BT, the U.K. telecoms company, has launched legal action in the U.S. against Google for patent infringement in a number of areas crucial to the U.S. technology group's search, maps and music services, as well as its Android phone platform.
BT claims infringement of patents in technologies behind location-based services, navigation and guidance information, as well as access to mobile services and content.
Such patents cover a variety of Google's services, such as music, maps and advertising but also its Android operating system, which is used by more than half of smartphones in the world.
BT has filed a civil suit in a Delaware court alleging infringement of one or more of six of its patents. The company has asked for unspecified damages, as well as for a trial by jury.
Google declined to comment ahead of a formal statement expected later Monday.
In a statement, BT said it had made "a well-considered claim" and that there was "a strong case of infringement."
It said: "BT can confirm that it has commenced legal proceedings against Google Inc. by filing a claim with the US District Court of Delaware for patent infringement. BT's constant investment in innovation has seen it develop a large portfolio of patents which are valuable corporate assets. This is about protecting BT's investment in its intellectual property rights and innovation."
BT has a total worldwide portfolio of about 5,600 patents and applications, and during the last financial year filed for patent protection on 62 inventions.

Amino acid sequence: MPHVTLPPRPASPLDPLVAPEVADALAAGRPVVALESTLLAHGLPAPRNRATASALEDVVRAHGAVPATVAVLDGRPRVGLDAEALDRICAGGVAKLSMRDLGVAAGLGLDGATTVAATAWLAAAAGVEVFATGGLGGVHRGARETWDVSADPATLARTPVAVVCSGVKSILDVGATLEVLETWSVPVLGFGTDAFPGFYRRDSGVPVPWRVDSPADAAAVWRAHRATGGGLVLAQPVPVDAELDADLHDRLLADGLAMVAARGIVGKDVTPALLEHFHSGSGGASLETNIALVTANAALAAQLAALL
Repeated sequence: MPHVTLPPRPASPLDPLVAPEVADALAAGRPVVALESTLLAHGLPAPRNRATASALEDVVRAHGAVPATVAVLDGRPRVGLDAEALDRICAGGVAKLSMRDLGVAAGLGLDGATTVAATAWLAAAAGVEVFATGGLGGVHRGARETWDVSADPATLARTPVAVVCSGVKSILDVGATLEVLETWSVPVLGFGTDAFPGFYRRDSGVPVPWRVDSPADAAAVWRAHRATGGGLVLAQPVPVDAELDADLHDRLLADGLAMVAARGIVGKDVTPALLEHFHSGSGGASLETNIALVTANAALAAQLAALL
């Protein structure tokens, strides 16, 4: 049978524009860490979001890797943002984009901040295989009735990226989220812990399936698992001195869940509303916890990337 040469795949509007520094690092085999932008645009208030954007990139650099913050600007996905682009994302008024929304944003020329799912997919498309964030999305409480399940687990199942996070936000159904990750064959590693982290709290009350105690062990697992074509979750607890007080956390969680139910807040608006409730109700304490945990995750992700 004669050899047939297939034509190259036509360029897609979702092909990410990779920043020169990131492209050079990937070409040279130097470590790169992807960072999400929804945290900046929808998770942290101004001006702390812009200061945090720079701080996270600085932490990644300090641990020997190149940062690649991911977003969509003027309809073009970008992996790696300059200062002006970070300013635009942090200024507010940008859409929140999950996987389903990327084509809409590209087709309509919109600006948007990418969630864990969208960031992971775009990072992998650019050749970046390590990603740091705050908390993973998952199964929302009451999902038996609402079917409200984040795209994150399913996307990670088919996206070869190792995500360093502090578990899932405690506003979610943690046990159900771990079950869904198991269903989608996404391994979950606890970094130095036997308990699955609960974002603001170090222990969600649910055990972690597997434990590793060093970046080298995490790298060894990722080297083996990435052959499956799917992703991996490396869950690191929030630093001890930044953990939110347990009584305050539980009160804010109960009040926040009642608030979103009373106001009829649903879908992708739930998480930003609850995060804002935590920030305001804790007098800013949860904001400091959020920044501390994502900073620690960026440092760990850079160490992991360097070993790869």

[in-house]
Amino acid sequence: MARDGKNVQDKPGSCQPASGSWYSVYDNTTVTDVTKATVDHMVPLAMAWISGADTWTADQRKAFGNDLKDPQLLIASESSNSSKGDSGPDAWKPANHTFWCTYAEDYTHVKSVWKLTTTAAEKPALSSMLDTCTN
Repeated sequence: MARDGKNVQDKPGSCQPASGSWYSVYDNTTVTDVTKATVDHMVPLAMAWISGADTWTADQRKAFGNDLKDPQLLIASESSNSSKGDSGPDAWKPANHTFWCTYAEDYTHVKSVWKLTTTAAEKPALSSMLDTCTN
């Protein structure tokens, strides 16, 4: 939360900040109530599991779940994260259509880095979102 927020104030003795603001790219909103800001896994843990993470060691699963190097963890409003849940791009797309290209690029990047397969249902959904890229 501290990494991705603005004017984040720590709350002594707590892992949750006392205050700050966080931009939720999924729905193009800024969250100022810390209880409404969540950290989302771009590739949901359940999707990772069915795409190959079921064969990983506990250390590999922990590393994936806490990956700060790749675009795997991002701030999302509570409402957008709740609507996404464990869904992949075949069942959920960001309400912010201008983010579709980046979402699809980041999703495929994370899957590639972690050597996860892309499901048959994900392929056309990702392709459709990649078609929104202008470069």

Over the past five years, BT has spent more than £5-billion on research and development and has a history in mobile telecoms given its Cellnet venture in the 1980s.
BT says that those services that infringe one or more of its patents include the storage, retrieval and delivery of location-based activities of Google's search engine, Android, AdMob, AdSense, Gmail, Google+, Google Maps, Google Offers and Google Location.
It says that Google has derived a substantial value from these products and services and the action aims to recover compensation it is owed and to prevent Google from continuing to use the services without BT's permission.
The case marks a return by BT to a widespread patent battle being engaged in the telecoms industry, which has intensified in recent years given the popularity of smart phones and internet based services by rivals offering often similar platforms.
In particular, those companies that have been established longer are looking to use their large historic patent portfolios to either prevent others using them, or derive some value from them through licensing deals.
However, patent issues are often very complicated and can come down to interpretation given the similarity of many technologies that do slightly different things.
Google is involved in a number of patent disputes with companies such as Apple, Microsoft and Oracle over its Android platform.
Handset manufacturers are similarly involved in complicated legal suits, ranging from fundamental technologies that allow the devices to work to the simple design of phones.
The International Trade Commission is expected to rule Monday in the US on a patent case involving HTC and Apple that had been delayed last week, which also involves Android phones made by HTC. This could also have a wider implication for Google's Android platform should there be a decision in favour of Apple.